Black Theater USA : 45 Plays By Black Americans : 1847-1974 (1973) — Contribuidor — 20 exemplares
Story to Anti-Story (1979) — Contribuidor — 13 exemplares
Ghost Fishing: An Eco-Justice Poetry Anthology (2018) — Contribuidor — 9 exemplares
New American caravan : a yearbook of American literature (1936)algumas edições4 exemplares


Conhecimento Comum



I was fascinated by parts of the book, not by others; but I cannot judge Jean Toomer who won praise for this.
RickGeissal | 10 outras críticas | Aug 16, 2023 |
Hard poems to read. Important stories.
mykl-s | 10 outras críticas | Aug 12, 2023 |
Only read selections of it.
dianahaemer | 10 outras críticas | Apr 27, 2021 |
Well, this was different. The Library of America calls this a novel and maybe under some definition of a modernist novel, it may qualify. I don't read the modernists (or I do very rarely anyway) and I need my novels to have a structure or at least a plot. Although after having read that, I realize that if a structure is enough, then this indeed may be a novel. But that will also be true for linked stories collections. Or maybe I should stop trying to find a box to fit it under and just talk about the book.

The book is a mix of poems, stories, vignettes and even a mix of a play and a story at the very end. All the pieces have the same main topic - the life of African Americans in a world designed and ran by the whites. And Toomer takes a circular route into the topic - he starts with the South (Georgia), moves north (Washington) and then sends a northern man south to close the circle back in rural Georgia. And while this cycle ties the different texts together, it also highlighted the difference between the different parts.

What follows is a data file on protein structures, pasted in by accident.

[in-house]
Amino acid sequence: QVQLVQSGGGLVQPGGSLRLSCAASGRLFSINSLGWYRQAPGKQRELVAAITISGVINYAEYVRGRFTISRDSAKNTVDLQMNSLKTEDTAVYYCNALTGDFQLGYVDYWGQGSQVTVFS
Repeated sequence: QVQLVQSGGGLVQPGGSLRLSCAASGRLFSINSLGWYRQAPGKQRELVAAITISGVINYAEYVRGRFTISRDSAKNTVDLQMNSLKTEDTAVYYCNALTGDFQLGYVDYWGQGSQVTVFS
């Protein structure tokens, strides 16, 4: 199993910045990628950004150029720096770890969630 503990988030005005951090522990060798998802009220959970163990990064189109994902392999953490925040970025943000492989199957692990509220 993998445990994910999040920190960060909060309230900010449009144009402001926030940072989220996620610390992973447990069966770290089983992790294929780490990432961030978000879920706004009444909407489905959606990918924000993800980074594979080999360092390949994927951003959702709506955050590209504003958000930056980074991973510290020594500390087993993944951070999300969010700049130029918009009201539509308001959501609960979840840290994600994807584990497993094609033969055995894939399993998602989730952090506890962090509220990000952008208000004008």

The first one, the one set in the South reads like one of those stories that evolve around a fireplace - a mix of poetry and small stories and portraits of people and places, with repetitions inside of the same story and between stories. It sounds like a sing-song, even the parts that are obviously prose. Not all of those stories are nice, most of them are not but they all work as a whole and paints an image of a land steeped in legends and superstitions.

And as lyrical as that first part is, the second one pulls you out and throws you into the emerging jazz era of the big city. The same mix of prose and poetry reads very very differently and it loses the magic of the legends. It was intentional I think - it was supposed to show the new world but for some reason it sounded more crude and disjointed than a real counterpart of the first part.

And then comes the (almost) play, "Kabnis". A Northern black teacher moves to Georgia to teach and finds a community in the middle of a change. The lyrical language of the first part is back but now mixed with something else. The start is rough in the same way the very beginning of the novel is but once you get used to the dialect and the rhythm of the play/story, it slowly turns into the best part of the whole book. It is not just a play, there are parts of it which cannot be set on stage but using the play format allows the author not to look for scene transitions and connections and to set the acts he wants to.

Tradition meets jazz (and the new world), racism meets love and women meеt men -- most of the pieces deal with at least one of these pairs; the ones that do not deal with just one side of a pair. And somewhere under all these diverse stories and poems emerges a portrait of a time, told by a voice of someone who belongs to the Jazz era but lives outside of it.

At the end I liked this more than I expected to. I came into it with very low expectations - modernist fiction rarely works for me. And it took awhile for me to warm up to it. I still do not find the style appealing but I am happy I read this one.
… (mais)
2 vote
AnnieMod | 10 outras críticas | Jun 22, 2020 |